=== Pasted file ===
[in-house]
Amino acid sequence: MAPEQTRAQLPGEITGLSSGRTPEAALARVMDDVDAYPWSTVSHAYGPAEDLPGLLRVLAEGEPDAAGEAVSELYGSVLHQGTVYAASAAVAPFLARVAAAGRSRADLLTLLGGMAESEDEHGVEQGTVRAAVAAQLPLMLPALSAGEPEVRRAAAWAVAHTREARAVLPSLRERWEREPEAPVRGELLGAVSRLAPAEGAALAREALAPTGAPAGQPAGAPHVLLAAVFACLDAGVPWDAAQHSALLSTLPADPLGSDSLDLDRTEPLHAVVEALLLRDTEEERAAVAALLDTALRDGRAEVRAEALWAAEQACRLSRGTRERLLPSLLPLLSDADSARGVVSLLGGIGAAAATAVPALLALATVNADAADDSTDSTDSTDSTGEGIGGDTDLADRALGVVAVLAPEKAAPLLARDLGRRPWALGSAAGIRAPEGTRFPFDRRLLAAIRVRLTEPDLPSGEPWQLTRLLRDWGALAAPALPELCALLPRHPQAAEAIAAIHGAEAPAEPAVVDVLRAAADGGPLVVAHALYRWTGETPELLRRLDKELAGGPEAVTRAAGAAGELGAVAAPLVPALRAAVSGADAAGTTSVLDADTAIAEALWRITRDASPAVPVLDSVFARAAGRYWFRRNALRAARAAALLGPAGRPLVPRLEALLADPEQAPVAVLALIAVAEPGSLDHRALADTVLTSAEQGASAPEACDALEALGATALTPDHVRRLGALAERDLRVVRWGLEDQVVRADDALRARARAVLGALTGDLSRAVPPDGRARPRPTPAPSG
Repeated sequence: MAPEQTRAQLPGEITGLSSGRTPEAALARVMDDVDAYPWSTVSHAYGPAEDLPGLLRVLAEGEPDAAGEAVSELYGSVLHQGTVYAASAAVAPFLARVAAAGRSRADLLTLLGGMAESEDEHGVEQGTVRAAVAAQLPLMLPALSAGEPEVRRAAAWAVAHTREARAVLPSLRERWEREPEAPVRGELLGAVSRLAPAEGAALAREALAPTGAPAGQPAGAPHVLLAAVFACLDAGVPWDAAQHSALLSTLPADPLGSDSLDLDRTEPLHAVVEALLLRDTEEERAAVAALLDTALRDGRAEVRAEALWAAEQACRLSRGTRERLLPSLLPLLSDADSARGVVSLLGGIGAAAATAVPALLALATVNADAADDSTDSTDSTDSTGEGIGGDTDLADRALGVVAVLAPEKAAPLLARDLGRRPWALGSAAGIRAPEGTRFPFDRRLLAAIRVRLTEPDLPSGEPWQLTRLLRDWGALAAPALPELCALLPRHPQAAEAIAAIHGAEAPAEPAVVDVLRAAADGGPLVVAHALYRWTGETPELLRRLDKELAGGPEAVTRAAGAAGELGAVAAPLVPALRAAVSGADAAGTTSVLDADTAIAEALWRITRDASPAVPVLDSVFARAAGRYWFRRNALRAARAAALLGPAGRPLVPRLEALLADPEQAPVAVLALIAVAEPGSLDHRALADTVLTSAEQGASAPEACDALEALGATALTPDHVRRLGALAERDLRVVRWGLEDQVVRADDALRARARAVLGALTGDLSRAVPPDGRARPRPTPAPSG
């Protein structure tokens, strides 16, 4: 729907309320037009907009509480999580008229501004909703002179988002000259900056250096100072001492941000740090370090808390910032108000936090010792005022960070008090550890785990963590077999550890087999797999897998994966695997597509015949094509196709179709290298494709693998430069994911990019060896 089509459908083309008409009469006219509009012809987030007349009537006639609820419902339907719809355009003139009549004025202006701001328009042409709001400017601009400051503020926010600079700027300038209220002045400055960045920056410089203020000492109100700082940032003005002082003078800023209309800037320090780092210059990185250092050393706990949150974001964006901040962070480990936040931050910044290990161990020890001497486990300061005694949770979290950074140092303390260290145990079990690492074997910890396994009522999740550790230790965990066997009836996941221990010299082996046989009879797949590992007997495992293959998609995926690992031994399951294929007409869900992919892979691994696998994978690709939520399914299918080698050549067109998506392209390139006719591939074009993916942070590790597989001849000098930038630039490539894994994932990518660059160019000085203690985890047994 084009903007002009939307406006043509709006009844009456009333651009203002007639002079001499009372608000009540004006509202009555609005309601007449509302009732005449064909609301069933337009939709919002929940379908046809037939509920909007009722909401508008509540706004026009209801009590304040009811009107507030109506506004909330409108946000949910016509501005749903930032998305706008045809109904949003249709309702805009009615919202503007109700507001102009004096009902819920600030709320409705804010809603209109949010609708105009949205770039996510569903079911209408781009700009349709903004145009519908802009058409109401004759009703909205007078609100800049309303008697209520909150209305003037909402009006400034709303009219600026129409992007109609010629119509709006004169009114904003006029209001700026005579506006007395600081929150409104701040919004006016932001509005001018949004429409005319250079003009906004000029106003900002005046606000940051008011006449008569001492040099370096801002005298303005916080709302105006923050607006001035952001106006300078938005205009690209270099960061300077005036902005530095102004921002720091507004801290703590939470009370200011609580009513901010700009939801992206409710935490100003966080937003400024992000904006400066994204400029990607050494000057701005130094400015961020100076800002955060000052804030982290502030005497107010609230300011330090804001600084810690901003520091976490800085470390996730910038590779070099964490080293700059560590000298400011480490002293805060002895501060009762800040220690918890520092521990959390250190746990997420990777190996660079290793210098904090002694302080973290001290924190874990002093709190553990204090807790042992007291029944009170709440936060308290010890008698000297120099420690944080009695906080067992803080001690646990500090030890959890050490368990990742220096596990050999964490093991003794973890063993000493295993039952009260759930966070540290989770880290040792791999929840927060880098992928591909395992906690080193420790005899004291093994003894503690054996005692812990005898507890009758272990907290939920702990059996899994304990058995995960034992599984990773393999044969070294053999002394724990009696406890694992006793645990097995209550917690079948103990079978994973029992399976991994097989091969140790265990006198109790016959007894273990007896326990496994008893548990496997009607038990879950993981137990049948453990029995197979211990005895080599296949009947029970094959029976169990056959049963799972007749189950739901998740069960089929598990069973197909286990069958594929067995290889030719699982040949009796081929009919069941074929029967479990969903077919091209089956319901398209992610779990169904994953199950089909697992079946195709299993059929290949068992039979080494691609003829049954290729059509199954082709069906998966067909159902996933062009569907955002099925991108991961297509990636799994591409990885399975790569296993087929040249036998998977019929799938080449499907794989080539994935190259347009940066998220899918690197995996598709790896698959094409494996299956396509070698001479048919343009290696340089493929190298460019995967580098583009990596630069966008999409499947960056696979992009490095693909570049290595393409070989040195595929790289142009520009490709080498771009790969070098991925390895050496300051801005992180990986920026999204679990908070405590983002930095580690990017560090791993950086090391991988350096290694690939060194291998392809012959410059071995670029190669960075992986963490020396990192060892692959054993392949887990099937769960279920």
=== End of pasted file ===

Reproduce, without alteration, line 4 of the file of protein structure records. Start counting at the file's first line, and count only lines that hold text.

């Protein structure tokens, strides 16, 4: 729907309320037009907009509480999580008229501004909703002179988002000259900056250096100072001492941000740090370090808390910032108000936090010792005022960070008090550890785990963590077999550890087999797999897998994966695997597509015949094509196709179709290298494709693998430069994911990019060896 089509459908083309008409009469006219509009012809987030007349009537006639609820419902339907719809355009003139009549004025202006701001328009042409709001400017601009400051503020926010600079700027300038209220002045400055960045920056410089203020000492109100700082940032003005002082003078800023209309800037320090780092210059990185250092050393706990949150974001964006901040962070480990936040931050910044290990161990020890001497486990300061005694949770979290950074140092303390260290145990079990690492074997910890396994009522999740550790230790965990066997009836996941221990010299082996046989009879797949590992007997495992293959998609995926690992031994399951294929007409869900992919892979691994696998994978690709939520399914299918080698050549067109998506392209390139006719591939074009993916942070590790597989001849000098930038630039490539894994994932990518660059160019000085203690985890047994 084009903007002009939307406006043509709006009844009456009333651009203002007639002079001499009372608000009540004006509202009555609005309601007449509302009732005449064909609301069933337009939709919002929940379908046809037939509920909007009722909401508008509540706004026009209801009590304040009811009107507030109506506004909330409108946000949910016509501005749903930032998305706008045809109904949003249709309702805009009615919202503007109700507001102009004096009902819920600030709320409705804010809603209109949010609708105009949205770039996510569903079911209408781009700009349709903004145009519908802009058409109401004759009703909205007078609100800049309303008697209520909150209305003037909402009006400034709303009219600026129409992007109609010629119509709006004169009114904003006029209001700026005579506006007395600081929150409104701040919004006016932001509005001018949004429409005319250079003009906004000029106003900002005046606000940051008011006449008569001492040099370096801002005298303005916080709302105006923050607006001035952001106006300078938005205009690209270099960061300077005036902005530095102004921002720091507004801290703590939470009370200011609580009513901010700009939801992206409710935490100003966080937003400024992000904006400066994204400029990607050494000057701005130094400015961020100076800002955060000052804030982290502030005497107010609230300011330090804001600084810690901003520091976490800085470390996730910038590779070099964490080293700059560590000298400011480490002293805060002895501060009762800040220690918890520092521990959390250190746990997420990777190996660079290793210098904090002694302080973290001290924190874990002093709190553990204090807790042992007291029944009170709440936060308290010890008698000297120099420690944080009695906080067992803080001690646990500090030890959890050490368990990742220096596990050999964490093991003794973890063993000493295993039952009260759930966070540290989770880290040792791999929840927060880098992928591909395992906690080193420790005899004291093994003894503690054996005692812990005898507890009758272990907290939920702990059996899994304990058995995960034992599984990773393999044969070294053999002394724990009696406890694992006793645990097995209550917690079948103990079978994973029992399976991994097989091969140790265990006198109790016959007894273990007896326990496994008893548990496997009607038990879950993981137990049948453990029995197979211990005895080599296949009947029970094959029976169990056959049963799972007749189950739901998740069960089929598990069973197909286990069958594929067995290889030719699982040949009796081929009919069941074929029967479990969903077919091209089956319901398209992610779990169904994953199950089909697992079946195709299993059929290949068992039979080494691609003829049954290729059509199954082709069906998966067909159902996933062009569907955002099925991108991961297509990636799994591409990885399975790569296993087929040249036998998977019929799938080449499907794989080539994935190259347009940066998220899918690197995996598709790896698959094409494996299956396509070698001479048919343009290696340089493929190298460019995967580098583009990596630069966008999409499947960056696979992009490095693909570049290595393409070989040195595929790289142009520009490709080498771009790969070098991925390895050496300051801005992180990986920026999204679990908070405590983002930095580690990017560090791993950086090391991988350096290694690939060194291998392809012959410059071995670029190669960075992986963490020396990192060892692959054993392949887990099937769960279920």